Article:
London (CNN)Few would envy Britain’s embattled National Health Service (NHS) workers over the past year. One of the world’s worst Covid-19 tolls has meant grueling shifts, danger, and workplaces full of grief and trauma. But Charles Oti would swap places with them in a heartbeat. A microbiologist by training, Nigerian by birth, Oti has spent four years working for the NHS honing a specialism in infection control.Oti’s skills are in short supply and among the UK government’s highest priorities for recruitment. But instead of taking a position on the front line of the pandemic response, he has been prevented from working and threatened with deportation.
“I believe I have the skills to make a difference,” says Oti. “This has been so frustrating because I am being wasted.”The case represents a personal ordeal and a wider issue. At a time when Britain is heavily reliant on immigrants to staff its essential services, particularly in the NHS, many of these same workers are fighting for their right to remain in the country.
Living in legal limbo
Oti, 46, received a five-year residence permit when he arrived in the UK in 2013 with his partner, a European citizen.After a spell in the private sector, he took a job with the NHS in London in 2015 as a medical devices coordinator. His regular duties included contamination control and ensuring the safety of equipment such as X-ray machines and respirators.Better money was available in private enterprise but Oti says that public service suited him. He felt the job made more of a difference to the lives of patients and enjoyed the camaraderie within the NHS’s multinational workforce which was “like a family.” There, he says he formed close friendships that helped him adapt to a new country.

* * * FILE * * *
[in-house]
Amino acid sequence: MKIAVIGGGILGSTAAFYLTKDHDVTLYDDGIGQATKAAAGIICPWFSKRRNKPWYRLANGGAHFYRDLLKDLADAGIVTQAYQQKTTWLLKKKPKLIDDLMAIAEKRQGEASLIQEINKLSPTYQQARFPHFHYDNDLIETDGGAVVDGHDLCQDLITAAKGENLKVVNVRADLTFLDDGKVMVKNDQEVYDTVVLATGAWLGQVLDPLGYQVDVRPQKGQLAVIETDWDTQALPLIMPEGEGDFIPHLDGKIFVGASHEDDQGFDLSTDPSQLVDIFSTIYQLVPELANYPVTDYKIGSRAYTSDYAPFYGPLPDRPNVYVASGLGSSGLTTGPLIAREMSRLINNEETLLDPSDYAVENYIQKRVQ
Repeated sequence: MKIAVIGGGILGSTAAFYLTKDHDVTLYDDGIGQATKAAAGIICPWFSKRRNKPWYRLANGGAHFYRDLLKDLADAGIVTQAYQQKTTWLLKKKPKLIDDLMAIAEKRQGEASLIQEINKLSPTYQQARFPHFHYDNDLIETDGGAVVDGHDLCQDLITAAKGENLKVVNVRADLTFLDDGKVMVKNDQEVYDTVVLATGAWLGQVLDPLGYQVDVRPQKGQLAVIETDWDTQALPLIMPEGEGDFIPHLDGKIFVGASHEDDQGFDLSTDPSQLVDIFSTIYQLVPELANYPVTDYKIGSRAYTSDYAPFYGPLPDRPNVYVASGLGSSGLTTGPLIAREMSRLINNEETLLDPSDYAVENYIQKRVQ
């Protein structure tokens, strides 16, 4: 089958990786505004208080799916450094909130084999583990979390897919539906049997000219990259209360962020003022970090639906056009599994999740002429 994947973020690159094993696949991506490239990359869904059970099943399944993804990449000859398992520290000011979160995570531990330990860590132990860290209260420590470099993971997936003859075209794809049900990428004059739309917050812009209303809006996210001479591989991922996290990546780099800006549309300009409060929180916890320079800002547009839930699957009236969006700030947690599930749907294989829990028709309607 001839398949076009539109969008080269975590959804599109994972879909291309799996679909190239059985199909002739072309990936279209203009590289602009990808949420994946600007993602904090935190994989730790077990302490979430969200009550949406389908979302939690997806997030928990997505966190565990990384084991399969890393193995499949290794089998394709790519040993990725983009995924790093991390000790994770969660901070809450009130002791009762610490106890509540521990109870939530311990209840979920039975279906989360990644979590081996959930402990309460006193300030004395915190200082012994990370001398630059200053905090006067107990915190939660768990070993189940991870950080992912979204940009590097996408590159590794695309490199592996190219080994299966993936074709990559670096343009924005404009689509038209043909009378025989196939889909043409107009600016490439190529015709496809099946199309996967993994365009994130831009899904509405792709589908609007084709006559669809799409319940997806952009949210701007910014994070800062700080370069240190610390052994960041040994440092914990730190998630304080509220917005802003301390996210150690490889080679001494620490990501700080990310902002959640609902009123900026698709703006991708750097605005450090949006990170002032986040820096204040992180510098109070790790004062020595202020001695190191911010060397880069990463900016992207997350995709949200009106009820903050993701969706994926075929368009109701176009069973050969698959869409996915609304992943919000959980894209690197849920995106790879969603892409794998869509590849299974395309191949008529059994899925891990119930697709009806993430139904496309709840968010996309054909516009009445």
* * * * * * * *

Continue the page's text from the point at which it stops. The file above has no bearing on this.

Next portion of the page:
But Oti’s residence permit was revoked without his knowledge when his relationship ended, and after returning from a trip to Nigeria in 2017, he was detained at the border and ordered to leave Britain. Since then he has existed in a legal limbo. Several applications to remain have been denied. Oti was allowed to continue working until 2019, when the Home Office informed the NHS that his status was insecure and he was suspended without pay. “They tell you to stop working and it puts a person in a very difficult position,” says Oti. “You can’t afford to make a fresh application or to appeal if it fails. One can go destitute because of this, a lot of migrants do.”Oti has avoided this fate with help from his friends and new partner — a British citizen and NHS worker — who have supported him while he has been unable to work.
Tip of an iceberg
Oti’s case is far from unique, statistics show. An estimated 170,000 of the NHS workforce of 1.28 million are foreign nationals, many of whom have an insecure status. The Doctor’s Association UK (DAUK) group is campaigning for Indefinite Leave to Remain for all NHS workers and their families, writing an open letter to Prime Minister Boris Johnson that notes his own recent reliance on the service. “Charles Oti’s case represents precisely the reason DAUK have campaigned for NHS workers and dependents to be granted immediate Indefinite Leave to Remain,” Vice-Chair Dr. Dolin Bhagawati told CNN. “It beggars belief that the Home Office is not playing its part in the national effort to combat a pandemic that still affects the country.”Migrant rights campaigners believe the Home Office’s “Hostile Environment” policies, launched in 2012, are to blame. Those policies, aimed at deterring illegal immigration, introduced more stringent and frequent checks on immigration status that increased the difficulty of accessing services and left migrants more vulnerable. In the most notorious case of the “Windrush” generation, legal arrivals from the Commonwealth were cut off from housing, healthcare and banking services, and in some cases deported. The government has since apologized, commissioned an independent review, and established a compensation mechanism.
“The Home Office has a long history of treating migrants with disdain and cruelty,” says Minnie Rahman of the Joint Council for the Welfare of Immigrants (JCWI). “The Windrush Lessons Learned review showed how deeply the Home Office needs fundamental and meaningful reform, but the Government has so far failed to act.”The government has introduced free visa extensions for around 3,000 health and care workers, which unions have criticized as it excludes thousands more. Oti’s solicitors are now pursuing a judicial review of the case, which they say is his last hope. A crowdfunding appeal for his legal fees has raised around £2,700 ($3,700).For Oti, the pandemic has highlighted the need for people to work across boundaries as our fates are invariably connected. “When you walk into a hospital, the consultant who sees you might be a migrant, and the nurse supporting the consultant could be a migrant,” he says. “When something goes wrong (like the pandemic) it can affect everybody.”